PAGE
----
By Ashley Bergner/Box Office Buzz
I’ll admit I was somewhat skeptical about CBS’ modern-day take on Sherlock Holmes. The show, which is called “Elementary,” premiered last night and features Holmes as an ex-Scotland Yard consultant who’s living in New York City. Regardless of what CBS officials might say, it’s clear this show is (right or wrong) an attempt to take advantage of the famous literary detective’s recent spike in popularity. The concept of CBS’ show is fairly similar to the BBC’s “Sherlock,” which is set in modern-day London and stars Benedict Cumberbatch as Holmes.
As an avid fan of “Sherlock,” I was afraid “Elementary” was simply an attempt to “Americanize” the BBC show. Still, I tried watch “Elementary’s” pilot as objectively as possible and judge it based on its own merits. However, I have to confess the pilot fell just a little bit flat for me. It’s different enough from “Sherlock” that it unfortunately doesn’t share the BBC show’s strengths, and yet it’s similar enough that it can’t escape from “Sherlock’s” shadow.
“Elementary” re-imagines the Sherlock Holmes character as a recovering addict (played by Jonny Lee Miller) who does consulting work with the NYPD. Dr. Joan Watson (Lucy Liu) is his live-in sober companion. While her job is supposedly to make sure Holmes doesn’t have a relapse, she ends up tagging along with him to crime scenes and helping him to solve cases.
I think the main reason the show didn’t quite work for me is that I didn’t ever really feel like I was watching a Sherlock Holmes story. The “Elementary” pilot seemed more like a straight-up CSI-type procedural, with a few elements from the Sherlock Holmes stories tossed in every once in a while. The British flavor of the original stories is pretty much gone, and I haven’t quite decided whether or not I like how the writers have portrayed the characters.
Jonny Lee Miller and Lucy Liu were good casting choices, but I felt like the show runners were holding them back and not giving them enough to work with. The writers didn’t really give them a chance to build the type of chemistry Benedict Cumberbatch and Martin Freeman have as Holmes and Watson in the BBC’s “Sherlock,” or Robert Downey Jr. and Jude Law in Guy Ritchie’s recent “Sherlock Holmes” films. There’s a hint of witty banter here and there, but not nearly enough. I also felt the show didn’t have the same passion or energy the BBC or Guy Ritchie versions had.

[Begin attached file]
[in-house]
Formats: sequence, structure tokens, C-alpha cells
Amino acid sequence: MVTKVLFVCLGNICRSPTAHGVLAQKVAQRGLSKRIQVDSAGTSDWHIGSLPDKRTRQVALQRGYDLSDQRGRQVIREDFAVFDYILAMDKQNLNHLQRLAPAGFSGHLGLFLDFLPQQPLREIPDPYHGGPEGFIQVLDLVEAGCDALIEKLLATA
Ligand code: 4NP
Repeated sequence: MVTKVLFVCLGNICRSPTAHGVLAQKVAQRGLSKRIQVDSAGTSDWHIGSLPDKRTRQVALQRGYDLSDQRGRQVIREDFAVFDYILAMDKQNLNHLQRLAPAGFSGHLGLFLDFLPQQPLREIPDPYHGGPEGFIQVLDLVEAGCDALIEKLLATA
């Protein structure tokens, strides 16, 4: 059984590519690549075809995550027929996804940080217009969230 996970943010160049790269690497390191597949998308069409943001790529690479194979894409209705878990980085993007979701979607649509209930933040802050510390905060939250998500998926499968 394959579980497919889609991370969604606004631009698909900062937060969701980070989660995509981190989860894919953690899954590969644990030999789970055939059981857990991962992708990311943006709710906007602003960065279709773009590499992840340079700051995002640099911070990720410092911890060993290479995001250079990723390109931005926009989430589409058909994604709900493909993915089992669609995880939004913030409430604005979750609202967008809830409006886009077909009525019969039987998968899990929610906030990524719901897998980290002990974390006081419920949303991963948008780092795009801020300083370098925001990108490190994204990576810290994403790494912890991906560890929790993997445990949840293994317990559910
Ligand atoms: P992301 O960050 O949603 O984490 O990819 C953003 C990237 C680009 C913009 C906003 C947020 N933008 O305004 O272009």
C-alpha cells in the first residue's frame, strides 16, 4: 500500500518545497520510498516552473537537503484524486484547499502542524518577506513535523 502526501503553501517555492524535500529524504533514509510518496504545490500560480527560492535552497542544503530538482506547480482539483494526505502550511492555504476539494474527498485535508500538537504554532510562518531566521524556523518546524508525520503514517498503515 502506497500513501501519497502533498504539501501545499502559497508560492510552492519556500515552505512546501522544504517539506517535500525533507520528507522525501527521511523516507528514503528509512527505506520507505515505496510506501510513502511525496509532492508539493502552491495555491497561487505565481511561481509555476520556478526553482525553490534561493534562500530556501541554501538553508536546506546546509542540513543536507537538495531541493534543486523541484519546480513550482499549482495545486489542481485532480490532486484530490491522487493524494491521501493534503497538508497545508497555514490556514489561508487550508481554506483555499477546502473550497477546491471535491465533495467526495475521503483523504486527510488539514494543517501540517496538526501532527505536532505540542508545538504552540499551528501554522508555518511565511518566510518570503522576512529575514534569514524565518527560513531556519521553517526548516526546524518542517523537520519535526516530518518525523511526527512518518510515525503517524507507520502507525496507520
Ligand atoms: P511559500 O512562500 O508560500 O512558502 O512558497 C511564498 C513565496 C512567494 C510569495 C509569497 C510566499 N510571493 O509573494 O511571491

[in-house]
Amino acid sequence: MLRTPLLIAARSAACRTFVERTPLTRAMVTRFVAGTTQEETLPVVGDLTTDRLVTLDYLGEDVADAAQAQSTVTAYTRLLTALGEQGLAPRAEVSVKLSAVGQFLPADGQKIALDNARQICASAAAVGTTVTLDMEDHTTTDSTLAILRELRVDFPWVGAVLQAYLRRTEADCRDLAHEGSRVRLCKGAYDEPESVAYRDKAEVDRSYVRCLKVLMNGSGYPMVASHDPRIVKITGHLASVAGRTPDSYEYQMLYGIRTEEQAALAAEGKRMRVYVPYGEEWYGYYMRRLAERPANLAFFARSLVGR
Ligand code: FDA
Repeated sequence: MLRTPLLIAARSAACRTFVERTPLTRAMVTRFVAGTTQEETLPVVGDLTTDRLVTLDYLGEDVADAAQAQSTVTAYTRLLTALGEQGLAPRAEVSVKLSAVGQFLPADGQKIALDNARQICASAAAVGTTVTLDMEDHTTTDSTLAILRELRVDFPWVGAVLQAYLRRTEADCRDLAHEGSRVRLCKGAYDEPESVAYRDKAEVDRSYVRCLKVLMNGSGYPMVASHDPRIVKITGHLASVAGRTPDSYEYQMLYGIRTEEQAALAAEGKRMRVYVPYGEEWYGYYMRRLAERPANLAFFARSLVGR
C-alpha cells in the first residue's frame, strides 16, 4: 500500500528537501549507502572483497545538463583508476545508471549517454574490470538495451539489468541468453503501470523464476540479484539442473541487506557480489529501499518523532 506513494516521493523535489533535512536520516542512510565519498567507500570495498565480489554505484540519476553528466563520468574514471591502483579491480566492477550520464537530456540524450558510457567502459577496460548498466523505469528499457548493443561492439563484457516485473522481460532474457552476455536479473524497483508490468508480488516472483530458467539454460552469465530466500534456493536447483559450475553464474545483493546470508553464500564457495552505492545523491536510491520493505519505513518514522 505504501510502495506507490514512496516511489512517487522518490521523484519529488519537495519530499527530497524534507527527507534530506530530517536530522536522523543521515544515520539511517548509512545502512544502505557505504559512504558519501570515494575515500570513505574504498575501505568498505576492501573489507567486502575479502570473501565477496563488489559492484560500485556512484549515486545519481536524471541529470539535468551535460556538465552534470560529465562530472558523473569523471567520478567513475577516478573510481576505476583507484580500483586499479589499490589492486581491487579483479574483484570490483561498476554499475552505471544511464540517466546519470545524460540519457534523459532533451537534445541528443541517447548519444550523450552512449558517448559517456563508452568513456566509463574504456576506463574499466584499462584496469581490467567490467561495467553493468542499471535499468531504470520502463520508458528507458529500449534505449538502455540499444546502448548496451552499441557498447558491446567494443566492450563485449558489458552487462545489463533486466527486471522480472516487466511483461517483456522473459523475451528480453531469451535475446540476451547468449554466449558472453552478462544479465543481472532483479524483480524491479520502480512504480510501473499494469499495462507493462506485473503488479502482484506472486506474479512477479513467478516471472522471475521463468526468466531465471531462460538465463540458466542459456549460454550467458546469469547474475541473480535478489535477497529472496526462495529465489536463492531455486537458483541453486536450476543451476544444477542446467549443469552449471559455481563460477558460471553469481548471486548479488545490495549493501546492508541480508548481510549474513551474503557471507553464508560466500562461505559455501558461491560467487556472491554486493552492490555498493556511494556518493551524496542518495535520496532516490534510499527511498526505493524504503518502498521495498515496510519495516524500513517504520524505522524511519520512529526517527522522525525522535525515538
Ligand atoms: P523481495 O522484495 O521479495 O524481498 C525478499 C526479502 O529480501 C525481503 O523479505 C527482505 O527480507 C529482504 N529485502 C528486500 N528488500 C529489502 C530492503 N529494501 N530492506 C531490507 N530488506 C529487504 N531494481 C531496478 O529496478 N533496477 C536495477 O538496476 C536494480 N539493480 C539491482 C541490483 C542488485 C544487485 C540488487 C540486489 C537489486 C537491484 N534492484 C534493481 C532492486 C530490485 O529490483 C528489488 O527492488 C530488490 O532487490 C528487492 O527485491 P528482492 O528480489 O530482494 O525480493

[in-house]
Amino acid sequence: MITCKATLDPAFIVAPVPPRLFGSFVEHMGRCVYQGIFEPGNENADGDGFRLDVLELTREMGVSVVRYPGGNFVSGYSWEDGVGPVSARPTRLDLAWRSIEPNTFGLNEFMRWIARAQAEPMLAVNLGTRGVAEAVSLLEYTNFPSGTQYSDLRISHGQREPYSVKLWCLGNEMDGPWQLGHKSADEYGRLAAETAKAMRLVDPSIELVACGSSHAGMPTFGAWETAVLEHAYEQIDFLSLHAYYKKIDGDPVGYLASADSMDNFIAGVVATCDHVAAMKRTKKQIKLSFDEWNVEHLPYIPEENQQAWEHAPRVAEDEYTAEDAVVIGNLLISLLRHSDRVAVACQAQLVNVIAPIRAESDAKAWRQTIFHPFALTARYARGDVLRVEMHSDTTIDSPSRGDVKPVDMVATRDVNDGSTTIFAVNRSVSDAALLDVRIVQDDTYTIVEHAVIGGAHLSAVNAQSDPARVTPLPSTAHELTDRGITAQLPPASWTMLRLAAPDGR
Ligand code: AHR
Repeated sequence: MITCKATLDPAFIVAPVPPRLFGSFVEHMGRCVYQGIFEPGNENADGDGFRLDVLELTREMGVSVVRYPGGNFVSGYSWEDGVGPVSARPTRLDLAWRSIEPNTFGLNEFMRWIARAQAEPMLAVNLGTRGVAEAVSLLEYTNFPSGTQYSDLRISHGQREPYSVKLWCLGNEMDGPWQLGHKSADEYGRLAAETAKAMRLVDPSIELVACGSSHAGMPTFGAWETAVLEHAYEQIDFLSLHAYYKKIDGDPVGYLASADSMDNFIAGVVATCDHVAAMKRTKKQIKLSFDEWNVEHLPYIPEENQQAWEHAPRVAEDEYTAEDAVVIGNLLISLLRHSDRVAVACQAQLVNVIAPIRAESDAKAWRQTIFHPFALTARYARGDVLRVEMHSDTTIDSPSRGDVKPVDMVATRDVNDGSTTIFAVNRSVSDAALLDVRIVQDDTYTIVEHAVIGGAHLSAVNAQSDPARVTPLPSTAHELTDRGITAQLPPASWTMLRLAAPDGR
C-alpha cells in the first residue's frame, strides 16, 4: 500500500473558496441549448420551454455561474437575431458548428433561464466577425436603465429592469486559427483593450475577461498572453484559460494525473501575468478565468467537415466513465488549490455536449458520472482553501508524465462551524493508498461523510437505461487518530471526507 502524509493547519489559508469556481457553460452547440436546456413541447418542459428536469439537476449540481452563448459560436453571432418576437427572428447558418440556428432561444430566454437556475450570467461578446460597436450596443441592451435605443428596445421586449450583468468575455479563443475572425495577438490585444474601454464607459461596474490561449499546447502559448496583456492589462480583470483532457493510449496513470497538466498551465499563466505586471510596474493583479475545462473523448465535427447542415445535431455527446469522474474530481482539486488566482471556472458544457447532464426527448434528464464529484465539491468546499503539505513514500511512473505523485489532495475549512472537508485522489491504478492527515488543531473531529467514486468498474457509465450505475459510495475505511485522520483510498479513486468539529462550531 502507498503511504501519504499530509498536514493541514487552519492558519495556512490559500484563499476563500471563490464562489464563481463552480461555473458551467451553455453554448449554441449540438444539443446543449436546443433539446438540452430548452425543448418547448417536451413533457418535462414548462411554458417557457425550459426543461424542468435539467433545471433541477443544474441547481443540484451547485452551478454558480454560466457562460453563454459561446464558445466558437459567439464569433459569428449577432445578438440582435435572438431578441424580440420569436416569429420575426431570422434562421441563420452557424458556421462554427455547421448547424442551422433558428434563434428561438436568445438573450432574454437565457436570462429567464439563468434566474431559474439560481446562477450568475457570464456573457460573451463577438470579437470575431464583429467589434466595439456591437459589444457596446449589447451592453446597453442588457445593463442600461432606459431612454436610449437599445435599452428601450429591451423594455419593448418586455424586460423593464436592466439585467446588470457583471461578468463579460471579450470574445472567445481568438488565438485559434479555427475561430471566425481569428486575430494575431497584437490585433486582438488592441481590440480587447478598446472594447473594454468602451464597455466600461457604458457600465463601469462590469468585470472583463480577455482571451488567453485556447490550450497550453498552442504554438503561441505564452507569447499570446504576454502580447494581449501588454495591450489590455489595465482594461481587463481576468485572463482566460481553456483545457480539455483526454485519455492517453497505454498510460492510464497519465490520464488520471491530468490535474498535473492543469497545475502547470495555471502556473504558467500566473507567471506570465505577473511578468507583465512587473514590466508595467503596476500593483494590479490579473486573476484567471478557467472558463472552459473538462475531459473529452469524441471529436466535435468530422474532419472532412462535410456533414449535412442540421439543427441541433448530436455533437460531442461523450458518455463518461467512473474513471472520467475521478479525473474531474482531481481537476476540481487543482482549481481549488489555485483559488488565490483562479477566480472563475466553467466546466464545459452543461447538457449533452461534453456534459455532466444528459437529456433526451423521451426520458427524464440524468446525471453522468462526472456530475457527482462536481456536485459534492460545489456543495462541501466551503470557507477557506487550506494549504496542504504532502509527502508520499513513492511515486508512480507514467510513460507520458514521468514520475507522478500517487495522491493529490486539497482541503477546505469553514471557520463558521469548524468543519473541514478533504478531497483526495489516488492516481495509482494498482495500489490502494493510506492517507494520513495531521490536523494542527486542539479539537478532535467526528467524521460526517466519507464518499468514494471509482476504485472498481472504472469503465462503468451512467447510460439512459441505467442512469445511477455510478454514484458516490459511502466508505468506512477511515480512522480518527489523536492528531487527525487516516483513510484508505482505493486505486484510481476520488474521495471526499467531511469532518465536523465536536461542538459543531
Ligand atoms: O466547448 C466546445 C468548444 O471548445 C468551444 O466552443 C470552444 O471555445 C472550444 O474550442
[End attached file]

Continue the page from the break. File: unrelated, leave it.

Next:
Miller does, I think, have the potential to give us an interesting portrayal of Sherlock Holmes. “Elementary” features a slightly more punk version of Holmes — he has several tattoos and a more “grunge” style of dress. And the show did contain some nice “Holmes” moments: when Watson first meets the detective, he’s watching multiple programs on multiple TV screens at the same time, and the bit about “small talk” was funny (I won’t spoil the moment if you haven’t seen the pilot yet). He also tells Watson he doesn’t really need her to be his “sober companion”; he tells her that when he decided to quit drugs, that was it, and he is done for good. Holmes does strike me as the sort of person who could suddenly compel himself to quit “cold turkey” one day and succeed out of a sheer act of will.
Yet there were several moments in the pilot that felt very un-Sherlock Holmes like, and these moments are part of why the show left me with mixed feelings. At one point, Holmes remarks, without sarcasm or irony, that “sometimes I hate it when I’m right.” To me this seemed to be a bit of a departure from the traditional character, who is known for his obsession with always being right. At another point in the show, he also apologizes to Watson for being wrong. It almost seems like the writers are trying too hard to create a more sympathetic, vulnerable Holmes. There’s nothing necessarily wrong with that; it’s just that the character probably won’t seem a lot like “Sherlock Holmes” anymore.
Holmes’ arrogant narcissism can be frustrating, but it also is part of what makes the character so fascinating. I think the BBC show did a better job of capturing the complexity of Holmes’ character. Occasional moments of vulnerability will slip through (such as when he is concerned for Watson’s safety, and in the episode with Irene Adler, “A Scandal in Belgravia” — which is, I think, one of the best “Sherlock” episodes), but Holmes never apologizes for who he is. He’s a brilliant but highly flawed person, and I think that’s the reason the character is intriguing.
I’ve heard “Elementary’s” show runners plan to bring in separate love interests for Holmes and Watson, and this concerns me a bit, as well. I just don’t think Holmes is the type to have a committed, “normal” relationship. It’s just not who he is. The character typically has viewed love as a “distraction.” Both the BBC and Guy Ritchie versions have flirted with a Holmes/Adler dynamic, but I thought both versions handled it quite well, using the situation to bring out some interesting facets in Holmes’ personality but not compromising who the character is as a whole. Anyway, I’m probably being too picky, and it could be that I’m just an overprotective “Sherlock” fan.
While I’m planning on giving “Elementary” another try next week, I’m not sure I’ll end up enjoying the show as much as I enjoyed Guy Ritchie’s touch-of-steampunk Sherlock Holmes movies and the BBC’s modern-day “Sherlock.” Both these productions have taken some creative risks, as well as some liberties with Sir Arthur Conan Doyle’s original material. However, they still felt like authentic Sherlock Holmes stories to me. “Elementary” simply felt a little too much like “CSI: Sherlock.”